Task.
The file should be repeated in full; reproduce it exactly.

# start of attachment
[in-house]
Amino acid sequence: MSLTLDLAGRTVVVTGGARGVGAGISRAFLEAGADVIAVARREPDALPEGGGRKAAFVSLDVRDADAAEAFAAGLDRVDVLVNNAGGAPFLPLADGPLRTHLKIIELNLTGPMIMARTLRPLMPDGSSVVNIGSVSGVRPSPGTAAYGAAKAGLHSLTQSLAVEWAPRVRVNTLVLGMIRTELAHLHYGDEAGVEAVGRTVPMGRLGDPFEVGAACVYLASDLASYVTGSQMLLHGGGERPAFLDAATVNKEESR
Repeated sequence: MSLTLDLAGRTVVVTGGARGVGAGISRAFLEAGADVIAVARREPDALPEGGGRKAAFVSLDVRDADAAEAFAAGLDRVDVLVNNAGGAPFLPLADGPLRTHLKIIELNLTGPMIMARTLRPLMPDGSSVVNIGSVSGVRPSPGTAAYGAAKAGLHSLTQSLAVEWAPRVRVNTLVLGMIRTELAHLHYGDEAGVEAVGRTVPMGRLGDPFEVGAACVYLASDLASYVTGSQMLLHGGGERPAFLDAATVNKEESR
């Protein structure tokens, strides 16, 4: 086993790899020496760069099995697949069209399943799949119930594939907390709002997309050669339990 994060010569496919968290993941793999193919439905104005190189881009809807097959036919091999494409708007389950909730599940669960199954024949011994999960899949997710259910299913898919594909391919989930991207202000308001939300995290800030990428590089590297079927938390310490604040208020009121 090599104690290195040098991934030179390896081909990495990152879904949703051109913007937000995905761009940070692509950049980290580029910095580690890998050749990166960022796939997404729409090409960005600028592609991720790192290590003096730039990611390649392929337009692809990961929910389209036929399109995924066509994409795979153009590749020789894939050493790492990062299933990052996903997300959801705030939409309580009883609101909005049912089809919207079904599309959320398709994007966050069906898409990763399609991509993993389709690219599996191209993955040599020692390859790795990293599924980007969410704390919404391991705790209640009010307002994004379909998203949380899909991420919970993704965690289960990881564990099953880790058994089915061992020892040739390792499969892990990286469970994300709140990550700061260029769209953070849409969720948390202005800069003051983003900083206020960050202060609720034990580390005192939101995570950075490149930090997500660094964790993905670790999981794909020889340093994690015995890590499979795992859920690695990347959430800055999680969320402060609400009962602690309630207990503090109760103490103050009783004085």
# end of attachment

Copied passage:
[in-house]
Amino acid sequence: MSLTLDLAGRTVVVTGGARGVGAGISRAFLEAGADVIAVARREPDALPEGGGRKAAFVSLDVRDADAAEAFAAGLDRVDVLVNNAGGAPFLPLADGPLRTHLKIIELNLTGPMIMARTLRPLMPDGSSVVNIGSVSGVRPSPGTAAYGAAKAGLHSLTQSLAVEWAPRVRVNTLVLGMIRTELAHLHYGDEAGVEAVGRTVPMGRLGDPFEVGAACVYLASDLASYVTGSQMLLHGGGERPAFLDAATVNKEESR
Repeated sequence: MSLTLDLAGRTVVVTGGARGVGAGISRAFLEAGADVIAVARREPDALPEGGGRKAAFVSLDVRDADAAEAFAAGLDRVDVLVNNAGGAPFLPLADGPLRTHLKIIELNLTGPMIMARTLRPLMPDGSSVVNIGSVSGVRPSPGTAAYGAAKAGLHSLTQSLAVEWAPRVRVNTLVLGMIRTELAHLHYGDEAGVEAVGRTVPMGRLGDPFEVGAACVYLASDLASYVTGSQMLLHGGGERPAFLDAATVNKEESR
């Protein structure tokens, strides 16, 4: 086993790899020496760069099995697949069209399943799949119930594939907390709002997309050669339990 994060010569496919968290993941793999193919439905104005190189881009809807097959036919091999494409708007389950909730599940669960199954024949011994999960899949997710259910299913898919594909391919989930991207202000308001939300995290800030990428590089590297079927938390310490604040208020009121 090599104690290195040098991934030179390896081909990495990152879904949703051109913007937000995905761009940070692509950049980290580029910095580690890998050749990166960022796939997404729409090409960005600028592609991720790192290590003096730039990611390649392929337009692809990961929910389209036929399109995924066509994409795979153009590749020789894939050493790492990062299933990052996903997300959801705030939409309580009883609101909005049912089809919207079904599309959320398709994007966050069906898409990763399609991509993993389709690219599996191209993955040599020692390859790795990293599924980007969410704390919404391991705790209640009010307002994004379909998203949380899909991420919970993704965690289960990881564990099953880790058994089915061992020892040739390792499969892990990286469970994300709140990550700061260029769209953070849409969720948390202005800069003051983003900083206020960050202060609720034990580390005192939101995570950075490149930090997500660094964790993905670790999981794909020889340093994690015995890590499979795992859920690695990347959430800055999680969320402060609400009962602690309630207990503090109760103490103050009783004085």